Couch Potato

Barry and Finding Your Art



I know that it’s a tad hackneyed to say, but we really are living in a golden age of television. I’m not quite sure why, but we’ve been getting a steady stream of incredibly well-made television for several years now. Thanks to streaming services and premium cable diving full-force into the world of original programming things have been better than ever, telling stories that never would have gotten told in ways that never would have worked. The medium has been evolving, potentially more than any other, and it’s resulted in a huge glut of things that I’ve wanted to see. There’s not time enough in the day to watch all the great shows that are being made, but ever now and then something pops up that is able to muscle its way to the top of my list. Enter HBO’s Barry. I’ve been a fan of most of HBO’s stable of original programming for a while now, and it seems like they have an amazing hit-rate at pulling off concepts that maybe shouldn’t work as well as they end up. So, when I heard that they were releasing a show that was a passion project from Bill Hader where he plays a depressed hitman who learns to act, I was very intrigued. The show then started receiving rave reviews, praised as a veritable masterpiece, more than just a show with a funny premise. This show actually had something to say. And, after quickly racing through the entire first season, I have to admit that I’m blown away with what Hader and company were able to accomplish with this series.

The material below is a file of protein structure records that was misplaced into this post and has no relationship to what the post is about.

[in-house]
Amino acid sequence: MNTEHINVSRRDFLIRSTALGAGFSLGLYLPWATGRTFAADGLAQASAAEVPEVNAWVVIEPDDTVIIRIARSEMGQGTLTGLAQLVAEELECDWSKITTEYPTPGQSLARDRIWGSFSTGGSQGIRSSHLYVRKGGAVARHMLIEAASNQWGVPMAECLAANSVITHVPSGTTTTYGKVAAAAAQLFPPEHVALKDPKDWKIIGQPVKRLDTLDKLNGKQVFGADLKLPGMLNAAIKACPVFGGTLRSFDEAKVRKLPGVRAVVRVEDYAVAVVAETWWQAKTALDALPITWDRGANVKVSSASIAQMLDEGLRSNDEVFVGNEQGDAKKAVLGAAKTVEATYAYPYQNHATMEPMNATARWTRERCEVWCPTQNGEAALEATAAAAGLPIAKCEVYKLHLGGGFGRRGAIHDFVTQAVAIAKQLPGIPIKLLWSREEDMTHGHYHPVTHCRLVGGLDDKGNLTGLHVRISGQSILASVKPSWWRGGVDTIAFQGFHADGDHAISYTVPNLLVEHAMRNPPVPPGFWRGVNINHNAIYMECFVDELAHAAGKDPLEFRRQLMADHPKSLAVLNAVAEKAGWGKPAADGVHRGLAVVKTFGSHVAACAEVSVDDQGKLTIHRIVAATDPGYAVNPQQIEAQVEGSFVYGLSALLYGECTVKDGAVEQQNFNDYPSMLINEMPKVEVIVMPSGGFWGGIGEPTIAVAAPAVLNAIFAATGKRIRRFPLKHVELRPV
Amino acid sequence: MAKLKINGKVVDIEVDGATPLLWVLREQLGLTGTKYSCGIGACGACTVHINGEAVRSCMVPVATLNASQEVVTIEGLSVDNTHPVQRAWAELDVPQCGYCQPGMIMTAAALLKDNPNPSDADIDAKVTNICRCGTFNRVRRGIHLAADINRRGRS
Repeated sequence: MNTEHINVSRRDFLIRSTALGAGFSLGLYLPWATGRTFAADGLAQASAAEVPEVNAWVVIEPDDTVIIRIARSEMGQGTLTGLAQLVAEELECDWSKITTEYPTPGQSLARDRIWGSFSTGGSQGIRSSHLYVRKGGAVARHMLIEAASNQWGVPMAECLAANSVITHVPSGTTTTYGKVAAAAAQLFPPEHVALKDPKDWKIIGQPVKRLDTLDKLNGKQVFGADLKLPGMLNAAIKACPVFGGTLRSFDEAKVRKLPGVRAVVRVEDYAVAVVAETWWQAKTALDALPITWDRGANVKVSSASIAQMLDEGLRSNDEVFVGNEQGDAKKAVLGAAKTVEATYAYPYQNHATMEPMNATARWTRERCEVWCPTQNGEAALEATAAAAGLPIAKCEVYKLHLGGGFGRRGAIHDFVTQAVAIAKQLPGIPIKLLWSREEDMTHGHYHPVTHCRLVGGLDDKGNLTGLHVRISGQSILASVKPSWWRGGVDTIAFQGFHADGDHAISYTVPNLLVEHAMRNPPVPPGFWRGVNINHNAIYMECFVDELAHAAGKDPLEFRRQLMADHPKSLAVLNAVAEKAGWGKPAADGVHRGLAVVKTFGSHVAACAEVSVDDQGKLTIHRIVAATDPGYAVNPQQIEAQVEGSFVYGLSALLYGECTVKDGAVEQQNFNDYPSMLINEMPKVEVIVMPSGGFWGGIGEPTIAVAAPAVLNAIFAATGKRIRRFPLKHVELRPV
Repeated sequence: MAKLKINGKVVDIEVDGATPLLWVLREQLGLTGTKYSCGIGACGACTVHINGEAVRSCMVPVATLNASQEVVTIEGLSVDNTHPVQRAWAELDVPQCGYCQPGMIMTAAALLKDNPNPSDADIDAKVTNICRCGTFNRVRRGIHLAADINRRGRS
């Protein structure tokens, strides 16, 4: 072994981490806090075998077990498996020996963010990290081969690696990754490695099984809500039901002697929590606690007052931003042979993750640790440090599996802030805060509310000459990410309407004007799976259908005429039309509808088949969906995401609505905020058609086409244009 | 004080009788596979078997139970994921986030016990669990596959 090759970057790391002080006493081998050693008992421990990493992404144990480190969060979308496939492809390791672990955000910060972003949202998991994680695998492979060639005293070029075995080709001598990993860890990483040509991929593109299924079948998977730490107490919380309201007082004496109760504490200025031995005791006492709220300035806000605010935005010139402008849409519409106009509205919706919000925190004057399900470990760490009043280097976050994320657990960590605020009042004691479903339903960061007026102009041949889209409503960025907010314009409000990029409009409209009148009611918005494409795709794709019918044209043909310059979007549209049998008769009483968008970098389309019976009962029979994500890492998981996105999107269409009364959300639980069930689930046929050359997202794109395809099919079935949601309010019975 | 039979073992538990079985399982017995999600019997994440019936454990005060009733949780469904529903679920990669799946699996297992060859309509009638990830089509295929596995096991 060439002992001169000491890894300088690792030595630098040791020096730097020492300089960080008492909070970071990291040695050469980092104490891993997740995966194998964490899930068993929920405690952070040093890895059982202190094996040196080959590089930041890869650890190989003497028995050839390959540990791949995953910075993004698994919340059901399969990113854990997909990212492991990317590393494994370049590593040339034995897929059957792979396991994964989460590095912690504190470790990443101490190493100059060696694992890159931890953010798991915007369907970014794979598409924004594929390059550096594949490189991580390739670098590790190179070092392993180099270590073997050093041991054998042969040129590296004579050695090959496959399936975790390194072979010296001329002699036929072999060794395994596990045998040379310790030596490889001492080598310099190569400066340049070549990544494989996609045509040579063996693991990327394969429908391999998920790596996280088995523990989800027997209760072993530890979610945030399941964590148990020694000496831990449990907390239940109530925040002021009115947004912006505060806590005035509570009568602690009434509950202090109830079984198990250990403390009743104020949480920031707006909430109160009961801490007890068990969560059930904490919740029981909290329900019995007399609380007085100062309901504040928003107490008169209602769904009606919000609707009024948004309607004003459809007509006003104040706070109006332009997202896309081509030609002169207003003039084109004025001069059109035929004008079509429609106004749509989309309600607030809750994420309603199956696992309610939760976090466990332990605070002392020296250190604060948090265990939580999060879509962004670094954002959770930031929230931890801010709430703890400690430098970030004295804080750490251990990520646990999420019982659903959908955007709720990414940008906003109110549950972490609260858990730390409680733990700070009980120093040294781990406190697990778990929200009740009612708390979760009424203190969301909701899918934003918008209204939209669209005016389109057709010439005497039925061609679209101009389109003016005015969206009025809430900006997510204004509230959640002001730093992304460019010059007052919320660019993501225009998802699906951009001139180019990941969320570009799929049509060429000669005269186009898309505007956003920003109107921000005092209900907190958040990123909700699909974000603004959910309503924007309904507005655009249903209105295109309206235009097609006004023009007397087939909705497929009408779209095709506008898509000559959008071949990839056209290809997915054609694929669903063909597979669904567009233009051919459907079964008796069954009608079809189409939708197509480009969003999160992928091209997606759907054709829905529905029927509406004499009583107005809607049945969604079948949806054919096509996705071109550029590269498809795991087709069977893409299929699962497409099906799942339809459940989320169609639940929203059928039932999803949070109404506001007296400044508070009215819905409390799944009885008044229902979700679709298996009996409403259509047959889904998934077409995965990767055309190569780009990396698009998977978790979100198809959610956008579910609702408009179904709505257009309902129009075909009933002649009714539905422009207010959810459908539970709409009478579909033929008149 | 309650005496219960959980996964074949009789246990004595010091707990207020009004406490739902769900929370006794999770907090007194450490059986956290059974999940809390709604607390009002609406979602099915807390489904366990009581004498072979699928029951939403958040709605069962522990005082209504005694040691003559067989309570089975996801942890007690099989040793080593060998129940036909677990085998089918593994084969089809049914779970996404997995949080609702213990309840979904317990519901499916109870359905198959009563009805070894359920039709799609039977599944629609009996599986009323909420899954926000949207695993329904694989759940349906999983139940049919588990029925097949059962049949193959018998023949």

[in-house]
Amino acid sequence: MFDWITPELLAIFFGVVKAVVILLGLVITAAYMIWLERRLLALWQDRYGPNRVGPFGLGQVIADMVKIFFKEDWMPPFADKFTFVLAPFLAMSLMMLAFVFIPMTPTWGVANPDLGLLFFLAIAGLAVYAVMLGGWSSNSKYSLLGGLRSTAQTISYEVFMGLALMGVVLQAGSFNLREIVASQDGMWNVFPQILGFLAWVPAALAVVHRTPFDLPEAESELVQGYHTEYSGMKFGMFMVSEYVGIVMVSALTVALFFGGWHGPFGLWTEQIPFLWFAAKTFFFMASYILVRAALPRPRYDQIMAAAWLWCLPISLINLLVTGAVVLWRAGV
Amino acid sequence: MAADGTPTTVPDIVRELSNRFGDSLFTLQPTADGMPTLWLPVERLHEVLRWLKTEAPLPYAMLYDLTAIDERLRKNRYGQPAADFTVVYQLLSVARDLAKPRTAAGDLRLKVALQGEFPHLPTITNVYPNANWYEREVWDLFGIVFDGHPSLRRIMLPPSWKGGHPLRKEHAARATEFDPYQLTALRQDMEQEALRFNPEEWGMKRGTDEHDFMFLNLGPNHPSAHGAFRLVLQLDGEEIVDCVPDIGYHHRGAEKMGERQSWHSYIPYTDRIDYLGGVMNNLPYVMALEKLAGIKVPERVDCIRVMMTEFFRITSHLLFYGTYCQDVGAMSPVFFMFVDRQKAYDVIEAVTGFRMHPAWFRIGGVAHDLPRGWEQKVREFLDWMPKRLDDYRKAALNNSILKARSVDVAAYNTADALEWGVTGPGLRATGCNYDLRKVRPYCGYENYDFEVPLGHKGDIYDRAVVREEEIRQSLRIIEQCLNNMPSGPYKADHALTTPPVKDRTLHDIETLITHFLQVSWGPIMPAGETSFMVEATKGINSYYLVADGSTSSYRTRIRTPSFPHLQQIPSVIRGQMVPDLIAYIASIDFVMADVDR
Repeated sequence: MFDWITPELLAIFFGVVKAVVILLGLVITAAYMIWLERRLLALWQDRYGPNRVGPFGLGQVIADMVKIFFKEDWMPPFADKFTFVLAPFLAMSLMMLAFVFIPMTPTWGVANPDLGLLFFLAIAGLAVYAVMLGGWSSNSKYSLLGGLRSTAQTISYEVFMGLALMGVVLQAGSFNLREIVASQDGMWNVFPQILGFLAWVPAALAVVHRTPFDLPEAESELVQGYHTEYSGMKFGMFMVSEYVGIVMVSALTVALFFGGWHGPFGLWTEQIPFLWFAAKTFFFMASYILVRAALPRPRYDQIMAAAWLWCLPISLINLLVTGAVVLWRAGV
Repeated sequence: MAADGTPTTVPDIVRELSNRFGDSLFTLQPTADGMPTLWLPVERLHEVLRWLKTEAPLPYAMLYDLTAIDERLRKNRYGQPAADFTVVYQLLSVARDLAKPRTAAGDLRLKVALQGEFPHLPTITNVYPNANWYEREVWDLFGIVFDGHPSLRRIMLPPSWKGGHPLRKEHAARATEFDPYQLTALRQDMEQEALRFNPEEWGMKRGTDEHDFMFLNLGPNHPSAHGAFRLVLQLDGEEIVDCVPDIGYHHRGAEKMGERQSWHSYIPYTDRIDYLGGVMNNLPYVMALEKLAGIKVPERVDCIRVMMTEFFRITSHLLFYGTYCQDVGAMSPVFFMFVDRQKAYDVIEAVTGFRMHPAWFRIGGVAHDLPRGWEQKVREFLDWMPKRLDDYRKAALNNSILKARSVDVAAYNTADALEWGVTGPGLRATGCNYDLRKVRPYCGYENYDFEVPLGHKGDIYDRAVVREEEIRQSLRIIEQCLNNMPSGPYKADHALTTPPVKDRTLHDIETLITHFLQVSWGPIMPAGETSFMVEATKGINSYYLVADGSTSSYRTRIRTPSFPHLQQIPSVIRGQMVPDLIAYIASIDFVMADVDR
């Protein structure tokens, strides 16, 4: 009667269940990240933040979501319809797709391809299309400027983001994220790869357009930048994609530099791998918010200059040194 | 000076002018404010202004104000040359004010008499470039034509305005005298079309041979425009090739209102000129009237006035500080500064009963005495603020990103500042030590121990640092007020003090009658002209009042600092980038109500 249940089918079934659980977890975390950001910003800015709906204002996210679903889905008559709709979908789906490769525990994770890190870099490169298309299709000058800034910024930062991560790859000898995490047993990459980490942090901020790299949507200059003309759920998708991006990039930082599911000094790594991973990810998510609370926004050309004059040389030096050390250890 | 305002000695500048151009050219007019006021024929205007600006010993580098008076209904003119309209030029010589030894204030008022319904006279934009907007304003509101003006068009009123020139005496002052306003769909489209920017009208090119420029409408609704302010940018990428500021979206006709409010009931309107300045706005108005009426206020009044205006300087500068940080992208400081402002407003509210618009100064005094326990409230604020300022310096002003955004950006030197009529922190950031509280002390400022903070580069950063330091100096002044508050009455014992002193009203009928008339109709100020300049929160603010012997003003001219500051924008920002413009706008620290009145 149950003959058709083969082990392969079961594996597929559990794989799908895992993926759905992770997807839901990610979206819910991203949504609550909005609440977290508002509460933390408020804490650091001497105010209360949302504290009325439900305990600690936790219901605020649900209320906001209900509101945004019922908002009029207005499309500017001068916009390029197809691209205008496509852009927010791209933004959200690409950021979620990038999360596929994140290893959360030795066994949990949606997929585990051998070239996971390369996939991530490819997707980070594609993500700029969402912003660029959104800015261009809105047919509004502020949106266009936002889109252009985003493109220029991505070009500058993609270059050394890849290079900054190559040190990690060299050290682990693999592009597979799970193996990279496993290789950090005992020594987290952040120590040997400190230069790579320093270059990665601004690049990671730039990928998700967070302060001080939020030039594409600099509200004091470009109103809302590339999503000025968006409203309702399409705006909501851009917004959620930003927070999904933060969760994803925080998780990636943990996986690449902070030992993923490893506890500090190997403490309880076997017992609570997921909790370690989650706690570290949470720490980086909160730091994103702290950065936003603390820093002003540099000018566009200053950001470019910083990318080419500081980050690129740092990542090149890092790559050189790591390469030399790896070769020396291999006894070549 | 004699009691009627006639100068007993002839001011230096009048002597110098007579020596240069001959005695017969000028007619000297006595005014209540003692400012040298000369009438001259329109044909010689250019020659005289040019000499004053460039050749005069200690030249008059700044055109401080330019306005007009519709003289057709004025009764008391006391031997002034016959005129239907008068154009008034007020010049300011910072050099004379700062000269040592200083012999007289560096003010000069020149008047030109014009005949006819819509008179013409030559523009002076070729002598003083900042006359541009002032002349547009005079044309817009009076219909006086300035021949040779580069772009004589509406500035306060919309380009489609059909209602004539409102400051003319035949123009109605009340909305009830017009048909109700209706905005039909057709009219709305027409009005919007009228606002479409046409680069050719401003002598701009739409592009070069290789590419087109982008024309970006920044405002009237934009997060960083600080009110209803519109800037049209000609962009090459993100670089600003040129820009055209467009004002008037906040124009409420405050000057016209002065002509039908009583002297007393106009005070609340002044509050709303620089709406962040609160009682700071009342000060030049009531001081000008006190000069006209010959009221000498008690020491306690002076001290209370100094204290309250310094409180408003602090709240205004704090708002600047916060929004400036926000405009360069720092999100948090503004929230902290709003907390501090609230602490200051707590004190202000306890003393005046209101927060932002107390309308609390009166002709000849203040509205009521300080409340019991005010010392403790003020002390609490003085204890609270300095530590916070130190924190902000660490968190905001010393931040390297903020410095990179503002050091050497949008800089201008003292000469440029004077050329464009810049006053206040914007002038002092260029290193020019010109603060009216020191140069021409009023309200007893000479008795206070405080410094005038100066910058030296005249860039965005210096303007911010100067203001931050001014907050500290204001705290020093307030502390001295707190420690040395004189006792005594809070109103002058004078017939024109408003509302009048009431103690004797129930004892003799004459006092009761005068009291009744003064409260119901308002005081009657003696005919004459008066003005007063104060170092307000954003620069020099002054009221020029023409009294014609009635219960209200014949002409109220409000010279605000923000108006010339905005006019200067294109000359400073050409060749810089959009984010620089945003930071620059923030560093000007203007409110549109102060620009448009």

The show follows a man named Barry Berkman, a former marine who has struggled re-acclimating to society, until a family friend named Monroe Fuches approached him to begin work as an assassin. Things went fine for Barry, he was a good killer, but he found his life increasingly becoming empty. So, when Fuches gets an opportunity to send the two of them to Los Angeles to take a contract from the Chechen mob, they jump at it. Barry and Fuches make a deal with a Chechen gangster named Goran to kill a young man who is having an affair with Goran’s wife. Barry begins hunting the man, and in the process learns that he’s a struggling actor. Barry follows the man into one of his acting classes, led by a teacher named Gene Cousineau, and finds the whole thing fascinating. Barry ends up pretending to be one of the student, and finds that he loves acting. And, he also finds himself falling for one of the other students, a woman named Sally. Unfortunately, Barry’s fascination with the acting starts to irritate the Chechens, who are eager for the hit to be done. They end up killing Barry’s mark for him, and take Fuches hostage as recompense for Barry’s dereliction of duty. Which is actually just fine with Barry, who has now decided that he wants to give up on the whole killing thing, and become a full-time actor.